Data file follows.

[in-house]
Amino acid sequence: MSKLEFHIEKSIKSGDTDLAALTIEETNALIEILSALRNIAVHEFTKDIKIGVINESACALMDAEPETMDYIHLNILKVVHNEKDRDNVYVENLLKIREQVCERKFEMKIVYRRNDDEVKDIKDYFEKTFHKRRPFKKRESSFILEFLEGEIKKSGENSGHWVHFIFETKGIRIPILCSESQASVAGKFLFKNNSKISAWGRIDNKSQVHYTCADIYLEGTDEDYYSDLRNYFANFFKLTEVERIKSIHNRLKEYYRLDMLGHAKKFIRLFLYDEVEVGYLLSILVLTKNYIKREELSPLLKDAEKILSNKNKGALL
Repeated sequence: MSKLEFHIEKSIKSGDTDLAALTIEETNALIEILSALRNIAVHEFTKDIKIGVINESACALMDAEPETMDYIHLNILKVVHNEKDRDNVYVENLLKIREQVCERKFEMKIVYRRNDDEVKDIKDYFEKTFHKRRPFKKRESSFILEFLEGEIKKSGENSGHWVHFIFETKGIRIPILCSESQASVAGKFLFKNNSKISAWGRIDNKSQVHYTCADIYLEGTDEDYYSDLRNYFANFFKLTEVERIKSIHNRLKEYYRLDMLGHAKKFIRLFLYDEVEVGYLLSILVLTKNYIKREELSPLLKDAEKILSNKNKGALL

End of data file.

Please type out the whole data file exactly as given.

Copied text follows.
[in-house]
Amino acid sequence: MSKLEFHIEKSIKSGDTDLAALTIEETNALIEILSALRNIAVHEFTKDIKIGVINESACALMDAEPETMDYIHLNILKVVHNEKDRDNVYVENLLKIREQVCERKFEMKIVYRRNDDEVKDIKDYFEKTFHKRRPFKKRESSFILEFLEGEIKKSGENSGHWVHFIFETKGIRIPILCSESQASVAGKFLFKNNSKISAWGRIDNKSQVHYTCADIYLEGTDEDYYSDLRNYFANFFKLTEVERIKSIHNRLKEYYRLDMLGHAKKFIRLFLYDEVEVGYLLSILVLTKNYIKREELSPLLKDAEKILSNKNKGALL
Repeated sequence: MSKLEFHIEKSIKSGDTDLAALTIEETNALIEILSALRNIAVHEFTKDIKIGVINESACALMDAEPETMDYIHLNILKVVHNEKDRDNVYVENLLKIREQVCERKFEMKIVYRRNDDEVKDIKDYFEKTFHKRRPFKKRESSFILEFLEGEIKKSGENSGHWVHFIFETKGIRIPILCSESQASVAGKFLFKNNSKISAWGRIDNKSQVHYTCADIYLEGTDEDYYSDLRNYFANFFKLTEVERIKSIHNRLKEYYRLDMLGHAKKFIRLFLYDEVEVGYLLSILVLTKNYIKREELSPLLKDAEKILSNKNKGALL